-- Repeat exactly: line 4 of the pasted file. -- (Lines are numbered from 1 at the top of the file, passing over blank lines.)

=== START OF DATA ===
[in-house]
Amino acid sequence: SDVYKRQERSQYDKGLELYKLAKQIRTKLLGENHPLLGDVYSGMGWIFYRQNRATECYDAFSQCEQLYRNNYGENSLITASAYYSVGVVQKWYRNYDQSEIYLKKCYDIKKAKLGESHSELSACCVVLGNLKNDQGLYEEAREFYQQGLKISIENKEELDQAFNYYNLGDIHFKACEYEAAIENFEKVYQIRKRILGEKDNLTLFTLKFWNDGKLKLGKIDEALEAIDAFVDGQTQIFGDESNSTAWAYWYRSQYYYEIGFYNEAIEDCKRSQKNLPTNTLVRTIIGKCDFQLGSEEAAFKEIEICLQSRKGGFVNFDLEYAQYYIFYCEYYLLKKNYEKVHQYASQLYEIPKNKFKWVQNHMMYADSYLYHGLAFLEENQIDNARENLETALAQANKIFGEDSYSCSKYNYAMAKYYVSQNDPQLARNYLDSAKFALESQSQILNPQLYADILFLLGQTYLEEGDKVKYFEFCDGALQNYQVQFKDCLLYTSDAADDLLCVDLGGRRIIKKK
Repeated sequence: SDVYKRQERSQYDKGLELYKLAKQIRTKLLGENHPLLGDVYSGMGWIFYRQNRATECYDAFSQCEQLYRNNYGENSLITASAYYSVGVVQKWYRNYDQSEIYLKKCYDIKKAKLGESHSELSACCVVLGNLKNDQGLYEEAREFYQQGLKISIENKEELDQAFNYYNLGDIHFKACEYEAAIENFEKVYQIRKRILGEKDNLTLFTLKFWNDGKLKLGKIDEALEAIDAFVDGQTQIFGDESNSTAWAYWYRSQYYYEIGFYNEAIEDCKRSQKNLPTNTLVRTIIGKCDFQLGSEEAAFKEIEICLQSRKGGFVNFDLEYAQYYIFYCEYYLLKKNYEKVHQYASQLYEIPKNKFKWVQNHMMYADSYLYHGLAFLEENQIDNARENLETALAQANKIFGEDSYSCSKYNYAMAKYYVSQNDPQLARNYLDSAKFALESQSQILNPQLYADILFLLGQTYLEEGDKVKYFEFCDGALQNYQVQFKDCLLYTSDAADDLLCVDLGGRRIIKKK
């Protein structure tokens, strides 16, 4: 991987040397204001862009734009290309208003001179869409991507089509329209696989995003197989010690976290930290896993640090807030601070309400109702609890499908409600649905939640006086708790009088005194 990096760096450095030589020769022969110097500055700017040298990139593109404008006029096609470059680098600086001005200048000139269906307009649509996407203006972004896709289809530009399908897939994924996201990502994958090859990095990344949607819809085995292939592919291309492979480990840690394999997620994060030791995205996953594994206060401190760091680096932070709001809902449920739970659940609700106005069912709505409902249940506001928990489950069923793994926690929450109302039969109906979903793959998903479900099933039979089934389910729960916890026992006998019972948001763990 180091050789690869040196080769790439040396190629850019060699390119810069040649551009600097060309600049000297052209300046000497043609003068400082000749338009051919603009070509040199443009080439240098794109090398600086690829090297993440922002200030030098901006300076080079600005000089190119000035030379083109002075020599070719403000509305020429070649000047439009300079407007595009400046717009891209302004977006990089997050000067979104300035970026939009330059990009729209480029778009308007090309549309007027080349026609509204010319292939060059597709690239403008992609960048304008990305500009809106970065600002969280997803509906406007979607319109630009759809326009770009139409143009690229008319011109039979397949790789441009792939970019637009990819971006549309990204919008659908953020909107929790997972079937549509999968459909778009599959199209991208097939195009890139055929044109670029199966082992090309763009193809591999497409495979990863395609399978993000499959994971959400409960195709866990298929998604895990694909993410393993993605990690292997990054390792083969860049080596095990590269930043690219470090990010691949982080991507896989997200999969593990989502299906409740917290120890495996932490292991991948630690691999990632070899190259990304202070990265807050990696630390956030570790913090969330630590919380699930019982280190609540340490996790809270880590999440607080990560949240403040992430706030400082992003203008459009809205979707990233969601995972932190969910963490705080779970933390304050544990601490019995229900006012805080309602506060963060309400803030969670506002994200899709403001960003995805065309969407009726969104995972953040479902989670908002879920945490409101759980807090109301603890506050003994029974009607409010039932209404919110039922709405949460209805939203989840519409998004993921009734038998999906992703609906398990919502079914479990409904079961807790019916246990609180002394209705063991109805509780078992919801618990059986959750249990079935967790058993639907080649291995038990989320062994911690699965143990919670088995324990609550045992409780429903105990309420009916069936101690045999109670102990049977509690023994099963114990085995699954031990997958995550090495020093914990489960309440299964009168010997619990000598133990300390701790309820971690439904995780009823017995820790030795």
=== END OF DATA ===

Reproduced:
């Protein structure tokens, strides 16, 4: 991987040397204001862009734009290309208003001179869409991507089509329209696989995003197989010690976290930290896993640090807030601070309400109702609890499908409600649905939640006086708790009088005194 990096760096450095030589020769022969110097500055700017040298990139593109404008006029096609470059680098600086001005200048000139269906307009649509996407203006972004896709289809530009399908897939994924996201990502994958090859990095990344949607819809085995292939592919291309492979480990840690394999997620994060030791995205996953594994206060401190760091680096932070709001809902449920739970659940609700106005069912709505409902249940506001928990489950069923793994926690929450109302039969109906979903793959998903479900099933039979089934389910729960916890026992006998019972948001763990 180091050789690869040196080769790439040396190629850019060699390119810069040649551009600097060309600049000297052209300046000497043609003068400082000749338009051919603009070509040199443009080439240098794109090398600086690829090297993440922002200030030098901006300076080079600005000089190119000035030379083109002075020599070719403000509305020429070649000047439009300079407007595009400046717009891209302004977006990089997050000067979104300035970026939009330059990009729209480029778009308007090309549309007027080349026609509204010319292939060059597709690239403008992609960048304008990305500009809106970065600002969280997803509906406007979607319109630009759809326009770009139409143009690229008319011109039979397949790789441009792939970019637009990819971006549309990204919008659908953020909107929790997972079937549509999968459909778009599959199209991208097939195009890139055929044109670029199966082992090309763009193809591999497409495979990863395609399978993000499959994971959400409960195709866990298929998604895990694909993410393993993605990690292997990054390792083969860049080596095990590269930043690219470090990010691949982080991507896989997200999969593990989502299906409740917290120890495996932490292991991948630690691999990632070899190259990304202070990265807050990696630390956030570790913090969330630590919380699930019982280190609540340490996790809270880590999440607080990560949240403040992430706030400082992003203008459009809205979707990233969601995972932190969910963490705080779970933390304050544990601490019995229900006012805080309602506060963060309400803030969670506002994200899709403001960003995805065309969407009726969104995972953040479902989670908002879920945490409101759980807090109301603890506050003994029974009607409010039932209404919110039922709405949460209805939203989840519409998004993921009734038998999906992703609906398990919502079914479990409904079961807790019916246990609180002394209705063991109805509780078992919801618990059986959750249990079935967790058993639907080649291995038990989320062994911690699965143990919670088995324990609550045992409780429903105990309420009916069936101690045999109670102990049977509690023994099963114990085995699954031990997958995550090495020093914990489960309440299964009168010997619990000598133990300390701790309820971690439904995780009823017995820790030795």